Stock gamification is the process of making financial news more enticing. It adds behavioural techniques from gaming (based on a person’s desire for competition and success) while incorporating a social element that’s otherwise absent in traditional news reporting. In attracting younger readers, the results can be profound.
As the media landscape accelerates its evolution through AI, new social networks, and interactive applications, established newspapers risk falling behind especially when it comes to financial news reporting and features.
To stay ahead, especially with the growing importance of Gen Z, news media organizations and publishers have to explore new, innovative ways to engage readers.
This was the case for three major publications in Northern Europe.
Despite being highly credible as Norway’s oldest and most respected business media organization, Dagens Næringsliv faced challenges in appealing to their younger audience. The publisher knew younger readers were interested in investing, but they weren’t turning to DN to educate and inform themselves on the topic.
Similarly, Dagens Industri in Sweden knew that their readers were also deeply interested in financial markets. As a media group, they wanted to find a way to monetize this interest to engage users, gain new subscribers, and attract advertisers.
The Telegraph’s financial pages faced similar issues. After surveying millennials, they found that while younger generations associated with their brand, they didn’t necessarily engage with it.
The solution? Stock gamification.
How does stock gamification apply to news media?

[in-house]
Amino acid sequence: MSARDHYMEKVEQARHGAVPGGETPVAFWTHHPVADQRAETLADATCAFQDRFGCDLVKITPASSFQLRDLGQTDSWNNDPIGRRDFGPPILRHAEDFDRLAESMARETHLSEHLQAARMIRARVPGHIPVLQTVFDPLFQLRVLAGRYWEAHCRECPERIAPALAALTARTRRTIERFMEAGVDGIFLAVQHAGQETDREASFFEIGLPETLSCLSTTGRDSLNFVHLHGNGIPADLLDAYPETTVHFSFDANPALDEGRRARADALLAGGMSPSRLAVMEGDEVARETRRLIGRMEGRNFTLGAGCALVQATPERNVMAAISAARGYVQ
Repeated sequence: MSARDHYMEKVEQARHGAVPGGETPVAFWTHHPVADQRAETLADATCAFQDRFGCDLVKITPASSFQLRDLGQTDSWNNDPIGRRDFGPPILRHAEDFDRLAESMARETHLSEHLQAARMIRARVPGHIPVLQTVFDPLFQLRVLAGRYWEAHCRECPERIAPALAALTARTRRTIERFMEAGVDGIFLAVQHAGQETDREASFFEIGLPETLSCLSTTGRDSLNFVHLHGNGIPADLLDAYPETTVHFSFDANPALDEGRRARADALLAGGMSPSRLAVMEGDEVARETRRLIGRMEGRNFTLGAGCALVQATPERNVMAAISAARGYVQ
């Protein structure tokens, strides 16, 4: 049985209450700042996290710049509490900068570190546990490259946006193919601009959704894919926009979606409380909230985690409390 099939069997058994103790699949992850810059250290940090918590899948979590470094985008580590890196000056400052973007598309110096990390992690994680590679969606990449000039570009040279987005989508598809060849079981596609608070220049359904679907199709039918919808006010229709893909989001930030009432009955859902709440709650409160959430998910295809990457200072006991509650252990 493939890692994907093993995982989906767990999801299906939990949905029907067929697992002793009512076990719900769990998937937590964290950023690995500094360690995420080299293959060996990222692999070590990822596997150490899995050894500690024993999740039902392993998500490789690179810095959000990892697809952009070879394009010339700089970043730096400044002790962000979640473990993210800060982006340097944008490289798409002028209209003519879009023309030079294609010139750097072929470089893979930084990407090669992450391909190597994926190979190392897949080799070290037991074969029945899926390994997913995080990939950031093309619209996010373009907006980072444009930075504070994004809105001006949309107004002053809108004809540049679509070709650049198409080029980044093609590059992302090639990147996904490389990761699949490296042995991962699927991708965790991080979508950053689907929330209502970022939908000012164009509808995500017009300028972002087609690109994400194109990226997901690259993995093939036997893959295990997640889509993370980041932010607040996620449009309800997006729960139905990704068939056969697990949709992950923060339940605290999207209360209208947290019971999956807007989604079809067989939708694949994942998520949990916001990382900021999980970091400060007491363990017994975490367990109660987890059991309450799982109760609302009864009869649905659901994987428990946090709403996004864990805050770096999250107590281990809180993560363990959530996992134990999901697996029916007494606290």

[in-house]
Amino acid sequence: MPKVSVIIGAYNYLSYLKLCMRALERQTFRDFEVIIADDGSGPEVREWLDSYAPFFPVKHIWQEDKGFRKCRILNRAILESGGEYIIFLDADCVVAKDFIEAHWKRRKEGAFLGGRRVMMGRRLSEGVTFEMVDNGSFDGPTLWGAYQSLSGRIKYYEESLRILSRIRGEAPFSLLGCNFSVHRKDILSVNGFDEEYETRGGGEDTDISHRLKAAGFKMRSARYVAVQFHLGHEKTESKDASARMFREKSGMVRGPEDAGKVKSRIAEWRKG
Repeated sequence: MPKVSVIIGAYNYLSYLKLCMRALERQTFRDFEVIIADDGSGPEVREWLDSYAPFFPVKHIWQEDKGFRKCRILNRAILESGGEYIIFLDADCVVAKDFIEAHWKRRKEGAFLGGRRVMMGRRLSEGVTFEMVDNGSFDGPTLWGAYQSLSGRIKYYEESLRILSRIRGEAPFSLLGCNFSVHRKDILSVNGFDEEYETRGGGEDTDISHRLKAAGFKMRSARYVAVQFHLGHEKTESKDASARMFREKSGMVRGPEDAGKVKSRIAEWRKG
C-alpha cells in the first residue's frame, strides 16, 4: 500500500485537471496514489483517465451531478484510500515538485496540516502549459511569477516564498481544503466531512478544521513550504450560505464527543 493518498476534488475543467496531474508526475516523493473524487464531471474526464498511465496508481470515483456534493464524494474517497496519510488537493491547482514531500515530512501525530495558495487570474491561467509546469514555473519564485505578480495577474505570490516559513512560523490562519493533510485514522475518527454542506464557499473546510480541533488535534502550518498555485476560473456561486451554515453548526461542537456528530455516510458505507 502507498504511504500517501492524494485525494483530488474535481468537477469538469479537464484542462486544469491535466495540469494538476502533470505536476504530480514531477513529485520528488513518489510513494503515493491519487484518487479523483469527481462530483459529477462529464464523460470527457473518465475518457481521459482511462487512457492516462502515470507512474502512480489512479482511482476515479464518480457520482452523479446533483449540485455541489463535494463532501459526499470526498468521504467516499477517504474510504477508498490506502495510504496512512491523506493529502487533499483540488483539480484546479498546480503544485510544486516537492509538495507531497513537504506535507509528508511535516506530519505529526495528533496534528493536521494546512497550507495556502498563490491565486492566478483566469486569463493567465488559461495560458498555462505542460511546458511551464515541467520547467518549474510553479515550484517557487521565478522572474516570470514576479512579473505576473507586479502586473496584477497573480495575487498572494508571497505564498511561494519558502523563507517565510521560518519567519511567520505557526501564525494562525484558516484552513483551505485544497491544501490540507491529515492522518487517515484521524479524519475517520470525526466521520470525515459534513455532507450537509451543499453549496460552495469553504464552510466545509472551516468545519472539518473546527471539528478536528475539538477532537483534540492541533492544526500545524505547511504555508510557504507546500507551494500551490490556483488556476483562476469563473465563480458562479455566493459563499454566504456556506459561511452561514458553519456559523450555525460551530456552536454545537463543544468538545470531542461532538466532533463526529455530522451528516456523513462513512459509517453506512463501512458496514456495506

Stock gamification is the process of making financial news more appealing. It adds behavioral techniques from gaming to the otherwise mundane world of financial news and trading. Gamification thrives on a person’s desire for competition and success while incorporating a certain social element that’s otherwise absent in traditional news reporting.
This is done using three primary techniques:
- Straight-forward investments
With the application of stock gamification, players can select shares with streaming price updates, manage investments with intuitive interfaces, and buy fantasy stocks using straightforward processes.
- Social interaction
Stock gamification also pulls in a social aspect that’s otherwise absent. Using this approach, players create leagues, invite friends and colleagues to compete together for prices, and follow other players in the trading world.
Finally, stock gamification uses the reward-based system seen in many RPGs. Players can unlock and receive achievement badges, compete with multiple portfolios, and enroll in different prize leagues.
Use Case: Driving Subscription Growth
In an effort to drive subscription growth, the established financial newspaper Dagens Industri (Di) in Sweden introduced their inaugural Fantasy Funds game in April 2022.
This stock market game, called Drömportföljen, aimed to educate users on financial literacy while engaging an extended audience and boosting real-time conversions. With no established brand or promotion, and during a time when the wider financial market was unsettled, more than 17,000 participants signed up to play, leading to the creation of over 21,000 portfolios.
We have known for a long time that our readers are deeply interested in the stock market. We wanted to capitalize on this interest to engage with users and potentially gain new subscribers as well as advertisers. Gamifying the stock market proved to be a great way to incentivize users to register on our site to play.Johan Östberg, Di project manager, Fantasy Funds project